The mechanism driving superconductivity at high temperature keeps challenging the scientific community. We are investigating high temperature superconducting (HTS) copper oxides, where the normal state and the superconducting phase are equally intriguing and challenging our understanding. Materials of interest are YBa2Cu3O7-d (Y-123) and Bi2Sr2CaCu2O8+d (Bi2212) at various hole concentrations.
Scanning tunneling microscopy and spectroscopy are techniques of choice to characterize these materials. Imaging can resolve charge ordered phases in real space, and spectroscopy gives access to key features in the local density of states with high spatial resolution.
Recently, we solved a long standing open question concerning the electronic structure of the vortex cores in Y-123. Combining high resolution STS and an original theoretical approach, we found that the vortices in Y-123 exhibit a core signature compatible with the predictions for a d-wave BCS superconductor. This study further shows that in a disordered lattice, every vortex core signature is slightly different due to the changing local environment. The STM data and model claculations finally show that the core shape is not driven by the gap symmetry, but by the Fermi surface topology.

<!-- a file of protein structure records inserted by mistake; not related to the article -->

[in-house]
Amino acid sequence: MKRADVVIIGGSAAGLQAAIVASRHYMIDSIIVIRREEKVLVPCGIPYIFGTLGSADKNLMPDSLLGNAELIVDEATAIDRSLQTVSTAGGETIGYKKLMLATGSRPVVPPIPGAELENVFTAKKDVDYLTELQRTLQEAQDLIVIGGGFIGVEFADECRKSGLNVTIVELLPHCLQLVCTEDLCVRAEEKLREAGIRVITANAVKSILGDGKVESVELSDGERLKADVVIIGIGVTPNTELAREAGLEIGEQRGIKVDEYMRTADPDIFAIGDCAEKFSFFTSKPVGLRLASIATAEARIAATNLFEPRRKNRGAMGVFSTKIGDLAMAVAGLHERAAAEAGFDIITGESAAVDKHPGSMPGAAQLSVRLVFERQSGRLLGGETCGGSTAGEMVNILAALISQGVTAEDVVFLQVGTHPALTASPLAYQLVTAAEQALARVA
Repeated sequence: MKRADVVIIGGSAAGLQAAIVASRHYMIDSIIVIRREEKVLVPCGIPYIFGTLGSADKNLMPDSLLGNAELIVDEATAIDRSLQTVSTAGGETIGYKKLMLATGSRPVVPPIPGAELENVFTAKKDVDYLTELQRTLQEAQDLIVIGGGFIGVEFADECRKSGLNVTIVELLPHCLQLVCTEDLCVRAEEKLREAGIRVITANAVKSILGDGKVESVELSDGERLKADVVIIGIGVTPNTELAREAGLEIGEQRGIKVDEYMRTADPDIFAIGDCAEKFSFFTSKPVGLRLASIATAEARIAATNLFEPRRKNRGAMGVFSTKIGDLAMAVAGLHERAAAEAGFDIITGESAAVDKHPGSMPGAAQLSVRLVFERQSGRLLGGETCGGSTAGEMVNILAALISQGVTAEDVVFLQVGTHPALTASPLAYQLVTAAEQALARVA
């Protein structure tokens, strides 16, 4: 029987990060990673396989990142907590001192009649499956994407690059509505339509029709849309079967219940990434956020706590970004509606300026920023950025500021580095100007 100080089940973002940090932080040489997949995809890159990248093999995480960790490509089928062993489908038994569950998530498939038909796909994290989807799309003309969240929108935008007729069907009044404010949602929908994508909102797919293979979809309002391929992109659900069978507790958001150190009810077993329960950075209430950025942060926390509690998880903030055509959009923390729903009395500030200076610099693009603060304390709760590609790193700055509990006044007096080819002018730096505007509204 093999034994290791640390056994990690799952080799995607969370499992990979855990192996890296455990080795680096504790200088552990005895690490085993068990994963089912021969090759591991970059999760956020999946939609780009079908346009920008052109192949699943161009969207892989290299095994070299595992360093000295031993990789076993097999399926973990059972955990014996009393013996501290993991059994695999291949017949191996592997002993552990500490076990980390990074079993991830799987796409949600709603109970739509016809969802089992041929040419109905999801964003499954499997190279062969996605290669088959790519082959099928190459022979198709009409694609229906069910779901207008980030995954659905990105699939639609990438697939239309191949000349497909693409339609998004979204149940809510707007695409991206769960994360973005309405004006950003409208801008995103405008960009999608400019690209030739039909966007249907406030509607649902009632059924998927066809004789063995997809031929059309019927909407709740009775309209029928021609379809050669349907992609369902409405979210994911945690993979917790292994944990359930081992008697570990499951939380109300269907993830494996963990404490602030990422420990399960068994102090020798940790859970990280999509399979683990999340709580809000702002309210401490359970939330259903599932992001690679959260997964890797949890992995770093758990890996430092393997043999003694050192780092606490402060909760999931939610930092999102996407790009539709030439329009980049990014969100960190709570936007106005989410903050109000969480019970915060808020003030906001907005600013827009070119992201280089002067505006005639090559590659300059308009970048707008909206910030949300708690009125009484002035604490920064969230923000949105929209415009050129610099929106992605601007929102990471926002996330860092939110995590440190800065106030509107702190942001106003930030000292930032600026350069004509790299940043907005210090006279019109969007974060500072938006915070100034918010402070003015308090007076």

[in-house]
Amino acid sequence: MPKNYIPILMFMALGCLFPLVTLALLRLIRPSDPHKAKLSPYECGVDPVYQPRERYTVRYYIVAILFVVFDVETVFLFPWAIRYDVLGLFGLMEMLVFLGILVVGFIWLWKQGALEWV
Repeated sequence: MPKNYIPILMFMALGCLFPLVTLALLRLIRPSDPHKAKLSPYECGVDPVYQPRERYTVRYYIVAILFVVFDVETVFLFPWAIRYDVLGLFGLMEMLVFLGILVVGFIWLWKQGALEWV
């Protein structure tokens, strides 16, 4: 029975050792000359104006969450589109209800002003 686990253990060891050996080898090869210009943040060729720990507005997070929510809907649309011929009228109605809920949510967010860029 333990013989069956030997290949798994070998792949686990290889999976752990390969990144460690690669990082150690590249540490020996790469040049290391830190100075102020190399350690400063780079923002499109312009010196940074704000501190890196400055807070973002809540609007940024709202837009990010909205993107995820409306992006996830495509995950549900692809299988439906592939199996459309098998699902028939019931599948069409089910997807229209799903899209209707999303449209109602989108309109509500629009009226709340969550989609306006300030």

Current key questions are the nature of the normal state, and the interplay between superconductivity and charge order observed in both cuprates we are investigating. We are also investigating whether the model used to analyse the vortex cores in Y-123 can be applied to Bi-2212.